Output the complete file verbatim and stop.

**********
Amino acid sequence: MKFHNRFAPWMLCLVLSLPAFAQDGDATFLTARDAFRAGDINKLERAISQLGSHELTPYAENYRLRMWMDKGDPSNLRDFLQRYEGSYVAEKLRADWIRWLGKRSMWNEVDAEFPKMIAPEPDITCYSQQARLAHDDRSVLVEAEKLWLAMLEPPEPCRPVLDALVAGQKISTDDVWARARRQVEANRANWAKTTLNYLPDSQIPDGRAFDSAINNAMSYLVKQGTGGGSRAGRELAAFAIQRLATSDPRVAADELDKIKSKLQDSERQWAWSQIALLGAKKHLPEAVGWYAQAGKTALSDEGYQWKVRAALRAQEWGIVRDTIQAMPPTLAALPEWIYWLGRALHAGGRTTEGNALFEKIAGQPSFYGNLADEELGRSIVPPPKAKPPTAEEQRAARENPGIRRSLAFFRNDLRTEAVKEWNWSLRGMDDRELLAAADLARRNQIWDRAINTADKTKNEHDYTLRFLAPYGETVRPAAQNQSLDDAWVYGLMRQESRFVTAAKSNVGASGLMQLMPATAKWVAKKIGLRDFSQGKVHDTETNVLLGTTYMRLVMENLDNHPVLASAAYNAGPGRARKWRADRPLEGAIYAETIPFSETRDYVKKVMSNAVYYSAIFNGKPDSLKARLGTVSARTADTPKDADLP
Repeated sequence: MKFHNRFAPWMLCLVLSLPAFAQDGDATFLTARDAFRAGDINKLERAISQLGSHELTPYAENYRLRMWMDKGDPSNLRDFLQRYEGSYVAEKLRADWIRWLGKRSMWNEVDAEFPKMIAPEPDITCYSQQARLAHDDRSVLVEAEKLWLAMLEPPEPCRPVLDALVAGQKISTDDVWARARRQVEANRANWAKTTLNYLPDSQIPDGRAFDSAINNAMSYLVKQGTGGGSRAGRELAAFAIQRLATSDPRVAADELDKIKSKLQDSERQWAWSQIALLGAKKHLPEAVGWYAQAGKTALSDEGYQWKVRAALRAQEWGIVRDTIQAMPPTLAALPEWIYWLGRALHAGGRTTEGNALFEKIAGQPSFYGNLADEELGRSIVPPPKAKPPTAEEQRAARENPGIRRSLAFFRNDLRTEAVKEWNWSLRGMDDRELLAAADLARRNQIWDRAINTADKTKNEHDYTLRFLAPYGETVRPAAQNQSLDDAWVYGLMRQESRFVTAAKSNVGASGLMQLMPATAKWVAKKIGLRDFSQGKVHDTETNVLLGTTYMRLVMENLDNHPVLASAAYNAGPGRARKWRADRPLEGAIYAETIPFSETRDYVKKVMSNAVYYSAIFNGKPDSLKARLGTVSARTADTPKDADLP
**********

Amino acid sequence: MKFHNRFAPWMLCLVLSLPAFAQDGDATFLTARDAFRAGDINKLERAISQLGSHELTPYAENYRLRMWMDKGDPSNLRDFLQRYEGSYVAEKLRADWIRWLGKRSMWNEVDAEFPKMIAPEPDITCYSQQARLAHDDRSVLVEAEKLWLAMLEPPEPCRPVLDALVAGQKISTDDVWARARRQVEANRANWAKTTLNYLPDSQIPDGRAFDSAINNAMSYLVKQGTGGGSRAGRELAAFAIQRLATSDPRVAADELDKIKSKLQDSERQWAWSQIALLGAKKHLPEAVGWYAQAGKTALSDEGYQWKVRAALRAQEWGIVRDTIQAMPPTLAALPEWIYWLGRALHAGGRTTEGNALFEKIAGQPSFYGNLADEELGRSIVPPPKAKPPTAEEQRAARENPGIRRSLAFFRNDLRTEAVKEWNWSLRGMDDRELLAAADLARRNQIWDRAINTADKTKNEHDYTLRFLAPYGETVRPAAQNQSLDDAWVYGLMRQESRFVTAAKSNVGASGLMQLMPATAKWVAKKIGLRDFSQGKVHDTETNVLLGTTYMRLVMENLDNHPVLASAAYNAGPGRARKWRADRPLEGAIYAETIPFSETRDYVKKVMSNAVYYSAIFNGKPDSLKARLGTVSARTADTPKDADLP
Repeated sequence: MKFHNRFAPWMLCLVLSLPAFAQDGDATFLTARDAFRAGDINKLERAISQLGSHELTPYAENYRLRMWMDKGDPSNLRDFLQRYEGSYVAEKLRADWIRWLGKRSMWNEVDAEFPKMIAPEPDITCYSQQARLAHDDRSVLVEAEKLWLAMLEPPEPCRPVLDALVAGQKISTDDVWARARRQVEANRANWAKTTLNYLPDSQIPDGRAFDSAINNAMSYLVKQGTGGGSRAGRELAAFAIQRLATSDPRVAADELDKIKSKLQDSERQWAWSQIALLGAKKHLPEAVGWYAQAGKTALSDEGYQWKVRAALRAQEWGIVRDTIQAMPPTLAALPEWIYWLGRALHAGGRTTEGNALFEKIAGQPSFYGNLADEELGRSIVPPPKAKPPTAEEQRAARENPGIRRSLAFFRNDLRTEAVKEWNWSLRGMDDRELLAAADLARRNQIWDRAINTADKTKNEHDYTLRFLAPYGETVRPAAQNQSLDDAWVYGLMRQESRFVTAAKSNVGASGLMQLMPATAKWVAKKIGLRDFSQGKVHDTETNVLLGTTYMRLVMENLDNHPVLASAAYNAGPGRARKWRADRPLEGAIYAETIPFSETRDYVKKVMSNAVYYSAIFNGKPDSLKARLGTVSARTADTPKDADLP